First review of Magic and the Power of the Goddess has just come to my notice, and sums up what I had in mind for the book very well. I quote:
“Over the years, Gareth Knight has been very much an innovator and opener of new ways in the Western Mysteries. At a time when this stuff was generally reserved for secret lodge meetings and when many groups frowned upon individual thought and inner work, he was one of the first to encourage people to meet and practice magic in living rooms and public workshops. Magic and the Power of the Goddess – perhaps the best in the list of impressive titles that have flowed from Knight’s prolific pen – is very much an expression of this original, initiating spirit.
“Originally published in 1985 as The Rose Cross and the Goddess, then later substantially revised and expanded under the title Evoking the Goddess, this latest edition has a new preface by the author. In many ways the book was, and still is, ahead of its time. For it presents the Western Mystery Tradition not as an inalterable secret “system” controlled by a hierarchy of reticent adepts, but as a dynamic, living approach to sacred lore. It is a way of transformation and spiritual service.
“The book is divided into two main parts, which taken together provide a rare opportunity to work magic from beginning exercises to advanced levels of service. Indeed, the book could well be taken as a course of training in and of itself and I would certainly wholeheartedly recommend it to anyone interested in the Magical Way.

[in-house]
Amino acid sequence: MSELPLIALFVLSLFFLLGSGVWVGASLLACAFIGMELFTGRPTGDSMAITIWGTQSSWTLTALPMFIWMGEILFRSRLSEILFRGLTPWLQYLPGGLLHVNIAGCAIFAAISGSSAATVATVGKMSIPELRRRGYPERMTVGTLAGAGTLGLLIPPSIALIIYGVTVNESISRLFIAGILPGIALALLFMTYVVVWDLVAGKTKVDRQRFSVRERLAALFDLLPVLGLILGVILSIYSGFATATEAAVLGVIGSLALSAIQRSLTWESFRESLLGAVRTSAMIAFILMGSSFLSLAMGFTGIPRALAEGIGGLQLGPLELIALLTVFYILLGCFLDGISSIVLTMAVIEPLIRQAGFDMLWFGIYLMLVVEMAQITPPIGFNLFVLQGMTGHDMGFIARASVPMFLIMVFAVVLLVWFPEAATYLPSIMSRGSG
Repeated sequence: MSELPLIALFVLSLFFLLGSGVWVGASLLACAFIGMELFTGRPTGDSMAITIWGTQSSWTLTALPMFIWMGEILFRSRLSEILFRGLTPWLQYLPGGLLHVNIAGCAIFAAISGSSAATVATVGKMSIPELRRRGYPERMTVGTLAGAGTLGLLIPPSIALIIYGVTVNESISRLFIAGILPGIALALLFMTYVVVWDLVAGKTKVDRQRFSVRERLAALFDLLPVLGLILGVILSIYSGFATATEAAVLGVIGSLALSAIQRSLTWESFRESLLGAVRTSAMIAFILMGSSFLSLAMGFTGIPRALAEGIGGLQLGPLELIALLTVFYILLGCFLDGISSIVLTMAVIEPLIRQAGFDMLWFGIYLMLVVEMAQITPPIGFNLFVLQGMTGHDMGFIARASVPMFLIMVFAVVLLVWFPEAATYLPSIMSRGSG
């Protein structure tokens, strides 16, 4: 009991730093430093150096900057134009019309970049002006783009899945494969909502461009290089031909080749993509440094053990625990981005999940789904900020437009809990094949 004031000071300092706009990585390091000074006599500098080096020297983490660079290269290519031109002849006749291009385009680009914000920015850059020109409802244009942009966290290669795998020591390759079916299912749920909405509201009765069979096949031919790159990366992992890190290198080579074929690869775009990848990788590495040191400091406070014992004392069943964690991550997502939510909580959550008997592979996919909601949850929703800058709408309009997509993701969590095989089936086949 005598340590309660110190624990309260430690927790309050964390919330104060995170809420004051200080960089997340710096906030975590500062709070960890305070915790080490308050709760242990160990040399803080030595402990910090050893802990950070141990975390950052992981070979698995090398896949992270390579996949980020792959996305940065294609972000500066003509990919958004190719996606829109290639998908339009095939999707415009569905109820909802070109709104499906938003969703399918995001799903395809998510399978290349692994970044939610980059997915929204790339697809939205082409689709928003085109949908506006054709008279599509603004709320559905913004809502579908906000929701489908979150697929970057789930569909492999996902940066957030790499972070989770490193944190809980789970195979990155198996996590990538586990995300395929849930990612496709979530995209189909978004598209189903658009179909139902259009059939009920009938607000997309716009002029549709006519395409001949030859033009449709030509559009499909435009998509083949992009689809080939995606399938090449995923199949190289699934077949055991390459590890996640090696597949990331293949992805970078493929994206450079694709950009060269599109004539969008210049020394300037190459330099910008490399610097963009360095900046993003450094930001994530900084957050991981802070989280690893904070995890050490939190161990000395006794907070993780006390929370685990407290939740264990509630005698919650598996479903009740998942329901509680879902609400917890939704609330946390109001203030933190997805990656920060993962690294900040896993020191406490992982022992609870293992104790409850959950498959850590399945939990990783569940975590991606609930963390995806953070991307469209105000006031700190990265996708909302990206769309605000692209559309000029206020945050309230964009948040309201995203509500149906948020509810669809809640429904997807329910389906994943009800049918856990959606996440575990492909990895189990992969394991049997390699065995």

“Part One, entitled The Magic Circle Maze Dance, is a masterful résumé of magical practice. Here you will learn about treading the sacred spiral, becoming one with the earth, invoking the fourfold elemental powers, working with the cycle of time and the central flame. The section concludes with a consideration of the need to balance oneself in the Three Worlds or Realms, a vision of the Goddess and a call to respond to her. There are times in this book, particularly in the practical segments, where Knight’s literary style, already accomplished and impressive, seems overshadowed by yet a greater voice. A poetic muse of spiritual contact seems to speak with unusual power from those passages.
“Part Two deals with the application of this practical instruction to the figure of the Goddess as she appears in various traditions. Gareth Knight offers insightful analyses of the myths and legends of Andromeda, Isis, Mary, Alchemical Venus, and the Queen of Faery – each followed by a visionary practice.
“In the chapter on the Queen of Faery, Knight remarks more fully on an important theme running through the book. This is “the democratization of the Mysteries”, which he rightly links to the power of the Goddess. He mentions the current spate of books and workshops on once secret doctrines and practices as evidence of this process, and from my own experience as a teacher of magical ways, it does indeed seem as if the roles of priest and priestess are moving with equal haste away from confinement in both conventional religion and traditional mystery lodges into wider, more accessible and integrated expressions in the daily lives of spiritual people.
“The book closes with a chapter on the Initiation of the Earth, in which Knight gives visionary examples of how this new priest and priestess-hood is undertaken in the context of the Goddess and sacred sites. Effective participation in this kind of spiritual service requires, the author tells us, “breadth of vision and largeness of soul” – a phrase which aptly applied to both the work and person of Gareth Knight.”
C Y H Brown
This appears on Colestone Brown’s website www.magicalways.com which is worth a visit not least for a view of the current activity and publications of this highly active and promising former student of mine.
The book itself ISBN 978-159477235-1 is published by Destiny Books, Rochester, Vermont, 224 pages, 9 b&w illustrations, at $14.95. Further details from www.DestinyBooks.com